Messalina has thus come down to us as an archetype of the lascivious woman and femme fatale, a picture of her contributed to in no small measure by Juvenal himself, who devoted a passage to her in the Sixth Satire in which he perpetuated the story that in her attempts to slake her lusts she went so far as to go to work in a brothel. It is to this passage that Beardsley refers in his two drawings, or which, I should say, and as I shall show, he actually and quite particularly illustrates.

The history of the titles

For ease of understanding of the extraordinary confusion here chronicled, I will state that the Tate drawing, the coloured one, depicts Messalina setting out for the brothel, and the V&A drawing shows her return. Also, for the sake of simplicity, I have referred to the drawings as ‘Tate’ or ‘V&A’ although they did not enter those collections until 1928 and 1972 respectively.

Surprisingly, the history of the titling or mistitling of these works begins in Beardsley’s lifetime. In his September 1895 Catalogue of Rare Books 3, Leonard Smithers, Beardsley’s own publisher, presented what is easily identifiable as the Tate drawing, as an ‘Original Unpublished Drawing in Colours’, and titled it Messalina and her Maid Returning from the Lupanar. ‘Lupanar’ is Latin for ‘brothel’. Then, in January 1897 Smithers published the album of Beardsley’s work A Book of Fifty Drawings. This included a so-called ‘iconography’ of Beardsley’s work, actually a pretty bald and irritatingly unnumbered checklist, compiled by his friend the art critic and associate of William Morris, Aymer Vallance. About two-thirds of the way through we find an item ‘Four Designs for the Sixth Satire of Juvenal’. These are clearly the designs made in August 1896 and one of them is given as ‘Messalina returning home’. This must refer to the V&A work both because of its grouping with the August 1896 works and because elsewhere in the overall list, the very last item, in fact, is ‘Messalina returning from the bath. Pen and ink and water colours’. Here ‘bath’ is a euphemism for the Italian bagnio, in turn at that time a common and slightly stronger euphemism for ‘brothel’. Clearly this is the Tate work with its absolutely distinctive watercolour additions. The first of these titles is absolutely accurate as far as it goes, but the drawing it is attached to would, as we shall see, be much better served by the second title which in relation to the Tate drawing is wholly inaccurate. Vallance seems to have thought that both drawings illustrated the same event.

Aubrey Beardsley, Messalina, 1896, Victoria and Albert Museum

How did Vallance’s error arise? This question is all the more baffling since we know from Beardsley’s letters that he checked a manuscript version of the iconography and made additions to it in late October 1896, and checked a proof in early November, returning it to the publisher, Leonard Smithers, in a letter postmarked 10 November. The answer might lie in the position in the iconography of the Tate drawing – the very last item. In a letter dated by the editors ‘circa 16 November 1896’, Beardsley writes to Smithers: ‘So glad to hear of the iconography, that all goes well with it’. This could imply that additions were still being made. So it could have been added at the last minute without consulting the artist. The reverse of the drawing bears an inscription by Smithers dated 27 April 1898, five weeks or so after Beardsley’s death on 16 March.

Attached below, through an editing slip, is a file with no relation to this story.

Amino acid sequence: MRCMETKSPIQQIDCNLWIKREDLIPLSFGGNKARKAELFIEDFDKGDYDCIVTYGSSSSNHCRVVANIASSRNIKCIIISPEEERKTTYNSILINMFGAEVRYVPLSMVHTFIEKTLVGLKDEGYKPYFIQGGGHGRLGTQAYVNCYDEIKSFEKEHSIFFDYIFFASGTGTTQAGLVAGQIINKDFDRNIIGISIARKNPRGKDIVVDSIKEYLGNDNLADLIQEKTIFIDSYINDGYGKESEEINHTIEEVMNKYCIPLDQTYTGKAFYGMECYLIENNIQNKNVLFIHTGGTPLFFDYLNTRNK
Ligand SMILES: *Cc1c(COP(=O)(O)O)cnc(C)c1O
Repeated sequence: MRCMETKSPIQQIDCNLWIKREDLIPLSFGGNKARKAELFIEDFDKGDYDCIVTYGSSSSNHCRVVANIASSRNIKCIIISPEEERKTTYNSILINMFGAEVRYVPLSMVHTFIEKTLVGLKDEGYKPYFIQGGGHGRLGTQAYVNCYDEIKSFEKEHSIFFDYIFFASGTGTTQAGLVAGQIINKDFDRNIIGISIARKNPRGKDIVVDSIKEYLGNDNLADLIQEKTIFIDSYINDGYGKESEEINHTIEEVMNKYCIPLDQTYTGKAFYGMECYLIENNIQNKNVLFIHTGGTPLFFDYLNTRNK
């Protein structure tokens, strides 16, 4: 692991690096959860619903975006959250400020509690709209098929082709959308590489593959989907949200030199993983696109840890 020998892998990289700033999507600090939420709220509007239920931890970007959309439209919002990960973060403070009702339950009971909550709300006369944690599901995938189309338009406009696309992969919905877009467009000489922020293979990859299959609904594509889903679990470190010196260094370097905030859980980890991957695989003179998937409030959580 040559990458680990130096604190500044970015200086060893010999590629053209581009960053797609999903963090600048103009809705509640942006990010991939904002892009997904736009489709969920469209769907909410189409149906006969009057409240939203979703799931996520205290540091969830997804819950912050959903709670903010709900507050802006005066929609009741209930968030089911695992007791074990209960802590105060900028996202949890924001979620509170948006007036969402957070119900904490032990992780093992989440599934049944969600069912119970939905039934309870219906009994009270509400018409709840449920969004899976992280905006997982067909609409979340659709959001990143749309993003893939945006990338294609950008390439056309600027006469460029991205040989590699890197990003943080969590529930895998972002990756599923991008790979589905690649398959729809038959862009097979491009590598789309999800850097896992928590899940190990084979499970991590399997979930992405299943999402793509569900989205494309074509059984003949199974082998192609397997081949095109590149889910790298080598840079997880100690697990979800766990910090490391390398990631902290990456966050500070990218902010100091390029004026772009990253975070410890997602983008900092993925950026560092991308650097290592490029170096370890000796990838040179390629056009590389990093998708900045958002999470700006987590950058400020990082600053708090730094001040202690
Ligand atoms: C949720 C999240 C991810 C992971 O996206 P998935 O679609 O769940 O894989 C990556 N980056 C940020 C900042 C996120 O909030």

In 1898 the International Society of Sculptors Painters and Gravers, whose president was Whistler, held an Exhibition of International Art in London. It opened in May 1898, roughly two months therefore after Beardsley’s death in Menton on 16 March 1898. The exhibition included twenty-nine items by Beardsley, amounting to a mini-retrospective or memorial show. An illustrated catalogue was published in which item 169 is ‘Messalina returning from the bath. Colour’ – clearly the Tate work, although if there were any doubt it is resolved by turning to the illustration of that drawing in the catalogue which is captioned ‘Messalina returning from the bath’. The organisers were evidently following Vallance’s 1897 list and perpetuating his error.

In 1899, the year after Beardsley’s death, a further album, A Second Book of Fifty Drawings was published by Smithers in which both Messalinas were reproduced. There the V&A drawing is titled, correctly now pace the euphemism of ‘bath’, ‘Messalina returning from the bath’ and the Tate drawing simply ‘Messalina’, which again is accurate as far as it goes. Next comes the catalogue of Beardsley’s work first compiled in 1900 by the extraordinary American collector A. E. Gallatin, who as well as large holdings of Beardsley, collected Cézanne, Picasso, Braque and Matisse among others. In the 1903 edition of his catalogue, in which entries are unnumbered, he gives ‘“Messalina” (on staircase)’ and ‘“Messalina” (the drawing in which there is another figure)’. This looks like playing safe, although it seems odd that he ignored the titles given in the Second Book of Fifty Drawings.